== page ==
How to avoid making medicine mistakes

These five steps will help you to avoid making medicine errors.

Doctor hand working with modern medicine symbols

Have you ever taken the wrong medicine? How about a wrong dose? Or have you ever doubled up because you were taking two medicines that were exactly the same but didn’t realise? Medical errors can be made both by health professionals and us, the ‘lay public’.

Since we all need to take responsibility for our own health, here are five steps that will help you to avoid making medicine errors.

1. Ask questions

Ask your doctor or pharmacist about your medicine. If you’re unsure about why you’re taking a medicine, keep pressing for answers until you understand the basics. The more you know about your medicine – why you’re taking it, how to take it, when to take it, etc. – the less likely an error will be made by you and your health professional.

NPS MedicineWise has a good list of questions that you can use if you’re unsure about what to ask.

2. Know it’s a medicine

Medicines aren’t just prescription medicines. They also include over-the-counter medicines from a pharmacy, supermarket or other store, as well as herbal remedies, vitamins and other supplements. Just because a medicine is not available on prescription, doesn’t mean it’s necessarily safe to take. So always be guided by a health professional before you take something, especially for the very first time.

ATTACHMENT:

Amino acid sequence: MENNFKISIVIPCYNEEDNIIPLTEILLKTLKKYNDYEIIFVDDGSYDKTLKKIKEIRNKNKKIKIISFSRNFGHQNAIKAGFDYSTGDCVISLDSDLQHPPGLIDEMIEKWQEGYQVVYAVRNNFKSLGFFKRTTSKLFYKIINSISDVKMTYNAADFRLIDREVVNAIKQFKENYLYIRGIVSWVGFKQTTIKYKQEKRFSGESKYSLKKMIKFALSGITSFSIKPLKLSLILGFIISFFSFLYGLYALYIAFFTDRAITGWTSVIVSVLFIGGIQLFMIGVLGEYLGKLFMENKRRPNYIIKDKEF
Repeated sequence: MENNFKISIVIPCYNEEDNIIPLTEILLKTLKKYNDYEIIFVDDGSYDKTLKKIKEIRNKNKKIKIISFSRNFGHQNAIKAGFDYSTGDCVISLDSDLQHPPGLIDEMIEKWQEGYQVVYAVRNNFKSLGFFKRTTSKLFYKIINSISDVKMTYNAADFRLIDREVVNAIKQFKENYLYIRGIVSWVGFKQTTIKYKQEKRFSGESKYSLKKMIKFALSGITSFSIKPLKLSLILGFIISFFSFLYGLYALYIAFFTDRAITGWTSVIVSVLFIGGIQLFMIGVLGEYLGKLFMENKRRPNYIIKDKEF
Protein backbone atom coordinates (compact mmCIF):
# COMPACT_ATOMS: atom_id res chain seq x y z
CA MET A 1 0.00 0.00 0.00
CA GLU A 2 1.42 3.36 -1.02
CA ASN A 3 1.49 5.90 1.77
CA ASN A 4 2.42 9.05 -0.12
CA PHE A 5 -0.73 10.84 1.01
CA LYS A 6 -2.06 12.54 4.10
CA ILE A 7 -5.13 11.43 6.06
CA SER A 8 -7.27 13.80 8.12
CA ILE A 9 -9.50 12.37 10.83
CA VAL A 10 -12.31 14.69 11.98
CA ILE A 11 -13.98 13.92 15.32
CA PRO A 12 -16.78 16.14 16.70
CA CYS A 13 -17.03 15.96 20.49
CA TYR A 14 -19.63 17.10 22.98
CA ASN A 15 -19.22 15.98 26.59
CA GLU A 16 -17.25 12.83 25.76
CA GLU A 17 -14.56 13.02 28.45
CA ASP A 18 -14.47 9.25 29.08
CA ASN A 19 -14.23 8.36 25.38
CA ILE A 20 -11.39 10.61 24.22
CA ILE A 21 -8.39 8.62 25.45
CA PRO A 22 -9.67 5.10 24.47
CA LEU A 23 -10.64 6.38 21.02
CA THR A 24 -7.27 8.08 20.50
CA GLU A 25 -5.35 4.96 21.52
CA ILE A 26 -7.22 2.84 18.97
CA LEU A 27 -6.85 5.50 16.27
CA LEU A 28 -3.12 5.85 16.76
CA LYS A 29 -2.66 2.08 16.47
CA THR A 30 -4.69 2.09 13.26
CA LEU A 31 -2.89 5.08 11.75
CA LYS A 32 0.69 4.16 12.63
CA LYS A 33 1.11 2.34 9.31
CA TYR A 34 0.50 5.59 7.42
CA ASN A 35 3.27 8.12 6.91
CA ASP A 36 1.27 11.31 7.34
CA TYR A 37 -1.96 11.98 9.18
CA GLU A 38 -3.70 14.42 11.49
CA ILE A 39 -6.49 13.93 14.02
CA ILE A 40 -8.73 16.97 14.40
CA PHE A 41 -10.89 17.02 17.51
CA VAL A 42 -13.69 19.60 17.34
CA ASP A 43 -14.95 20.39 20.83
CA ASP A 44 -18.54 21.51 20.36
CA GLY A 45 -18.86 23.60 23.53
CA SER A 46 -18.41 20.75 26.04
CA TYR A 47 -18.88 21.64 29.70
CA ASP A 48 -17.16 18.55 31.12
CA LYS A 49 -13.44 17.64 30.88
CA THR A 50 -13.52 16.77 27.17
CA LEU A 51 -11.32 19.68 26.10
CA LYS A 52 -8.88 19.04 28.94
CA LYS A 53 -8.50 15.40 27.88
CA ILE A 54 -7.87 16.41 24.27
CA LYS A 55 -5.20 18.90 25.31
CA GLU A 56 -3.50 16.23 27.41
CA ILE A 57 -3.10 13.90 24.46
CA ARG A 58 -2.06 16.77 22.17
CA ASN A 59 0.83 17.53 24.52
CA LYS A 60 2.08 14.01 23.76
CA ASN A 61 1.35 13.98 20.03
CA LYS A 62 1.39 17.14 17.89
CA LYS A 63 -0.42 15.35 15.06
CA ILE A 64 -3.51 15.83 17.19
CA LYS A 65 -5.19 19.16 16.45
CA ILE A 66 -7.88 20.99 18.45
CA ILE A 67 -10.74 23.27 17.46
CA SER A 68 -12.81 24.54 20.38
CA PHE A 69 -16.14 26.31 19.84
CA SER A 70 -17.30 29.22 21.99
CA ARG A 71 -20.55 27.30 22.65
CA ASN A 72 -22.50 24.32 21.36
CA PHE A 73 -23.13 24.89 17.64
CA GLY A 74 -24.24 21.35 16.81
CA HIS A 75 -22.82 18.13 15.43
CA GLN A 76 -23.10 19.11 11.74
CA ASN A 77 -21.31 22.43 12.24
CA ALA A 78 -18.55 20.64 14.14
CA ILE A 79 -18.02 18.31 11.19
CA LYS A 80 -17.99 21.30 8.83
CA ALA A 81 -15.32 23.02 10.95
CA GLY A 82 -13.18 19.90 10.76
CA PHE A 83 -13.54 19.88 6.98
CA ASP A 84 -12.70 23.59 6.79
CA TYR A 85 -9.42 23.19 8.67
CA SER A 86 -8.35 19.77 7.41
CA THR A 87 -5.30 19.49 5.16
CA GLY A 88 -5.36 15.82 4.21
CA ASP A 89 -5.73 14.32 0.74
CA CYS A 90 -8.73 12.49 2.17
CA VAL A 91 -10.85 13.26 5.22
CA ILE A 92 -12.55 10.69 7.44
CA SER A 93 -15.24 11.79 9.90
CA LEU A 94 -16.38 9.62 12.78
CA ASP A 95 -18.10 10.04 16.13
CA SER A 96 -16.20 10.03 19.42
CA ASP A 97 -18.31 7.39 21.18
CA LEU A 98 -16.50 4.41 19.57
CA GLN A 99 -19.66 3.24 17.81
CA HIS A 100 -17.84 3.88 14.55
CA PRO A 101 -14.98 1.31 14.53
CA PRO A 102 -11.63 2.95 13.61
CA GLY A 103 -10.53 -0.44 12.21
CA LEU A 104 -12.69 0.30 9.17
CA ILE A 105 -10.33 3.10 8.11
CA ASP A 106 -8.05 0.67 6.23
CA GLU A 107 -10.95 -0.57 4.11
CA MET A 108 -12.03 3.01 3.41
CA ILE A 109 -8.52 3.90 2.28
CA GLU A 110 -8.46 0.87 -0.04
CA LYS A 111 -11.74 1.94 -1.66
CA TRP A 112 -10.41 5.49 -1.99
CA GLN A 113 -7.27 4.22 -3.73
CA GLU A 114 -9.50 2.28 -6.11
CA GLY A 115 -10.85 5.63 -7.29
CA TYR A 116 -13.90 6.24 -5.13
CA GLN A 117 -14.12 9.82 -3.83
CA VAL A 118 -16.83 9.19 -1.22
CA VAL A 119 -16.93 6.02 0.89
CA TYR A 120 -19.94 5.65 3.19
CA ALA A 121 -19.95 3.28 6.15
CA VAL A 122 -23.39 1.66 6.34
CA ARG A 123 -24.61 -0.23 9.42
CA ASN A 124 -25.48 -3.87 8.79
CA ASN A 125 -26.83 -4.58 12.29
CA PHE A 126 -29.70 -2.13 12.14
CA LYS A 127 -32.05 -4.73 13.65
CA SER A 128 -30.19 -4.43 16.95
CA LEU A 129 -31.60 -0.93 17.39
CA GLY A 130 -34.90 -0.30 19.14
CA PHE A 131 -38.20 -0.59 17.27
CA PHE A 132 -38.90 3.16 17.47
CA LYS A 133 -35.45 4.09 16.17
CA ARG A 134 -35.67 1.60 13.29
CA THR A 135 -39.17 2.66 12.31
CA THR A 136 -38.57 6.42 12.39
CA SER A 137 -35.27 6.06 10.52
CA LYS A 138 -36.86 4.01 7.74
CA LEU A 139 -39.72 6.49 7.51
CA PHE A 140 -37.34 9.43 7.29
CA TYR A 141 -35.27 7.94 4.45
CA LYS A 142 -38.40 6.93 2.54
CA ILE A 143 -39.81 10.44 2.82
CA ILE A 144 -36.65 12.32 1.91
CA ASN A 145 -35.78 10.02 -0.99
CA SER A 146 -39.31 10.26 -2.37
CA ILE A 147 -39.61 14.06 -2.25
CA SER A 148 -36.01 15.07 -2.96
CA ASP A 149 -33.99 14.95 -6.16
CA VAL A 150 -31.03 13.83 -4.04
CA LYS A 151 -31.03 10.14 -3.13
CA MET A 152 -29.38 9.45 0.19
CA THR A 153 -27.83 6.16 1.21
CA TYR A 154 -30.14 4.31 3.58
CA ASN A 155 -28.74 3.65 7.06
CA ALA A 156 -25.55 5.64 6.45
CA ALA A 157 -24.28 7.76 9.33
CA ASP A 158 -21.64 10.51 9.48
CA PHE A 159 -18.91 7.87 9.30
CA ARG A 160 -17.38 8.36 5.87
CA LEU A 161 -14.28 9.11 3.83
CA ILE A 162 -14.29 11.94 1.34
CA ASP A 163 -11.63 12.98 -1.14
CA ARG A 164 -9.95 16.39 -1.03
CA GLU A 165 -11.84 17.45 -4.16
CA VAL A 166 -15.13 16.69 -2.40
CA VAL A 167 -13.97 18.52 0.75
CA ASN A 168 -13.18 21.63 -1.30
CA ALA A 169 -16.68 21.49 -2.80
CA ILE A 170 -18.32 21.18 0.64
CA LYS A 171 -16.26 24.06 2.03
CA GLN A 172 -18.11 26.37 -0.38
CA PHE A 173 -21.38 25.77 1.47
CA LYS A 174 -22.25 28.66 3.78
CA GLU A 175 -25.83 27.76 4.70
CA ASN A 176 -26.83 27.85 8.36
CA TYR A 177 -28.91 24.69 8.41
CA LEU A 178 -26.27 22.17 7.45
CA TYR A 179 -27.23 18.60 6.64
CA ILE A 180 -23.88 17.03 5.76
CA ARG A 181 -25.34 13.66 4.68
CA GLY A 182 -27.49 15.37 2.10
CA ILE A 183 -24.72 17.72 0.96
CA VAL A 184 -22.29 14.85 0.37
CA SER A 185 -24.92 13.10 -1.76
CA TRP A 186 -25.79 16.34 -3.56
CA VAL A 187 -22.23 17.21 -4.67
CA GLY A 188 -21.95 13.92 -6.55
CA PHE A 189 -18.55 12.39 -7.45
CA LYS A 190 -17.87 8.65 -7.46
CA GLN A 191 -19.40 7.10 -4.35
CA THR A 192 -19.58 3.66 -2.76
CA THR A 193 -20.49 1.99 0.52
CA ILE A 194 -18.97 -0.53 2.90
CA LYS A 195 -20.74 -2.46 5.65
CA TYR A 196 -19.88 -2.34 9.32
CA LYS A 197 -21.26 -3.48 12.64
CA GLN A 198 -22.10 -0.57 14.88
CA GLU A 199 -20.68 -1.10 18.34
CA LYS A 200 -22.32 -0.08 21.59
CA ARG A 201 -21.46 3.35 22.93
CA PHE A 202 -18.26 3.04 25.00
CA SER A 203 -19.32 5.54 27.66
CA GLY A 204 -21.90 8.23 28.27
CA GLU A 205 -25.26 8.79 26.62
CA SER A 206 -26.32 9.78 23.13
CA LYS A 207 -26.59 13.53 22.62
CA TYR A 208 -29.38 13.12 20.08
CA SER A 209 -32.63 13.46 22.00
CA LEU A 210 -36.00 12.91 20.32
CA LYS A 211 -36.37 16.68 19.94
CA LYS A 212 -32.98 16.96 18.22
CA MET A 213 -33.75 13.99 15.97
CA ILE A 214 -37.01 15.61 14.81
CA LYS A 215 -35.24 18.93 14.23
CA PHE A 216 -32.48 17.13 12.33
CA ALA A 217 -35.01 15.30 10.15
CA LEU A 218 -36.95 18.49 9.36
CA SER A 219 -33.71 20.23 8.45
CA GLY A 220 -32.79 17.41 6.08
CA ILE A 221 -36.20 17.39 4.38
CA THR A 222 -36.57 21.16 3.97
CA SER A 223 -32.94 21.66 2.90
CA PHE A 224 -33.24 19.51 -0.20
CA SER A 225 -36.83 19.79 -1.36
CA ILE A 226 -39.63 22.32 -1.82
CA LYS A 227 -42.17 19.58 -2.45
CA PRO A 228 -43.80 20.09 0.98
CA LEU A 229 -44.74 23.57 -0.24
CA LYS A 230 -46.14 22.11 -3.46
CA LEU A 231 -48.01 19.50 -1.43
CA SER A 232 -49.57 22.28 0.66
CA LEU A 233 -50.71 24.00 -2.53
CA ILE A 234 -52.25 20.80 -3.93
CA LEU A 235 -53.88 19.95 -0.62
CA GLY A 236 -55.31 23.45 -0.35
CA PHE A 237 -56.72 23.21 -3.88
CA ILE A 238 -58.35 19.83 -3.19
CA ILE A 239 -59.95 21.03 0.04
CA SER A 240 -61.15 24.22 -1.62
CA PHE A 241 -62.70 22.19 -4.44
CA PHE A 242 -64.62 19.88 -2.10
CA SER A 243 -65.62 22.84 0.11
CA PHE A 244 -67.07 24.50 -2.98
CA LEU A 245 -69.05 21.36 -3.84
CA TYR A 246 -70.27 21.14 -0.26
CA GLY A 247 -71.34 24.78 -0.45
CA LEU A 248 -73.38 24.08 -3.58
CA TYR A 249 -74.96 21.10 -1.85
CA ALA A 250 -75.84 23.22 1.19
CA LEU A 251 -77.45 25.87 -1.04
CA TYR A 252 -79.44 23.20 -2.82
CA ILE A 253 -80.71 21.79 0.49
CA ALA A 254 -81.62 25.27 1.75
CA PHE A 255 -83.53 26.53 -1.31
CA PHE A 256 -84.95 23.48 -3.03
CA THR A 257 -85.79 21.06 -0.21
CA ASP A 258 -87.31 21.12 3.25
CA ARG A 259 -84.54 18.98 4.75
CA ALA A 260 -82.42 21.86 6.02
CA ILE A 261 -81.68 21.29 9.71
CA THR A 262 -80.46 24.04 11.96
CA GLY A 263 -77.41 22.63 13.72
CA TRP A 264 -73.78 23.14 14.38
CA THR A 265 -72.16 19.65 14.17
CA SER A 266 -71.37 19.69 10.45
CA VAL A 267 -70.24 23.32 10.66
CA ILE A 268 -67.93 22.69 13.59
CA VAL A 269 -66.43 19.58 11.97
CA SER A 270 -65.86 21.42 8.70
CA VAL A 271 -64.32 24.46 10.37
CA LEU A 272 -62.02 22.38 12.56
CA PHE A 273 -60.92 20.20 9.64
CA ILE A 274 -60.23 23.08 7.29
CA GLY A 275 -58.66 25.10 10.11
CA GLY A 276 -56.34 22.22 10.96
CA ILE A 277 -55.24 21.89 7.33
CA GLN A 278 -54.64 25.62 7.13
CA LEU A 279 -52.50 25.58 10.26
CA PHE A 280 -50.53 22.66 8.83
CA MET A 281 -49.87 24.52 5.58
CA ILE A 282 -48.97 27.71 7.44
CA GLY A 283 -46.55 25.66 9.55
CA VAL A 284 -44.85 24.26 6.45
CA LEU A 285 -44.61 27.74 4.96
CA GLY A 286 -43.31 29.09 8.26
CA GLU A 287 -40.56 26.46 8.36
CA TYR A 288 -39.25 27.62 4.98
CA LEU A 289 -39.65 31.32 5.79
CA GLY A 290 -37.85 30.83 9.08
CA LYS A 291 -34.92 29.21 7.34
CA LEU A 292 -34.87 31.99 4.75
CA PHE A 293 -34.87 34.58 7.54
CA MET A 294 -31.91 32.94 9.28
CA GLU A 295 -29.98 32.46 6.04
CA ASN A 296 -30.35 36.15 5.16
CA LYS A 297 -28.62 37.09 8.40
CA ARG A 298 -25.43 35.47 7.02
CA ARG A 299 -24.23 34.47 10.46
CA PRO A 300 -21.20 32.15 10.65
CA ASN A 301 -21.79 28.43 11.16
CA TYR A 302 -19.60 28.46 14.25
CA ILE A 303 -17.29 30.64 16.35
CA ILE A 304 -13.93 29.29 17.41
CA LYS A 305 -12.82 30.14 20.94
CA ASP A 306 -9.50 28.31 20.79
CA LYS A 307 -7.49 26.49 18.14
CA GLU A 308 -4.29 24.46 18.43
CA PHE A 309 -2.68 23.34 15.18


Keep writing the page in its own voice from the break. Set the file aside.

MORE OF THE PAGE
3. Know the active ingredient

Most medicines have two names: the active ingredient and the brand name. The active ingredient name is the name of the chemical that makes the medicine work. The brand name is the name given to the medicine by its manufacturer.

The concern is that if you don’t know the name of the active ingredient you may end up taking a double dose, which can happen if you have two packages with different brand names but the same active ingredient. If your pharmacist offers you an alternative brand of a prescription medicine, it will work the same way as your usual medicine – so don’t double up if you have any usual medicine remaining.

You will find the active ingredient listed on the medicine’s packaging (usually in much smaller writing than the brand name), as well as on the white label that the pharmacist sticks onto the packaging of your medicine. On the pharmacist label, the active ingredient is usually mentioned just under the brand name.

4. Follow instructions, but be aware

By following steps 1–3, you should have the right medicine on hand with the correctly prescribed dose. So follow the instructions from your doctor or pharmacist, and read the labels and packaging of your medicines carefully. If something doesn’t match up, speak up. It will help you to pick up any mistakes.

Keep track of all your medicines

This is about medicine management. It’s best to keep your medicines and prescriptions, including repeats, all in the one place (unless they have special storage instructions, such as keep in the fridge).

If you have many medicines to take, it can help to keep a medicines list and/or use a pill organiser, such as a dossette box. Your doctor, nurse or pharmacist can help you fill in the list and box. If you have made a list, always keep it on you, especially on visits to your doctor, pharmacist or to the hospital. Here’s how you can create a medicines list.

You can also get more detailed information  about your medicine from its consumer medicine information (CMI) leaflet, which is available for prescription- and pharmacist-only medicines. Ask your pharmacist for a copy, or print one from the NPS MedicineWise or myDr websites.

Read more at NPS MedicineWise.

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Reducing medication errors





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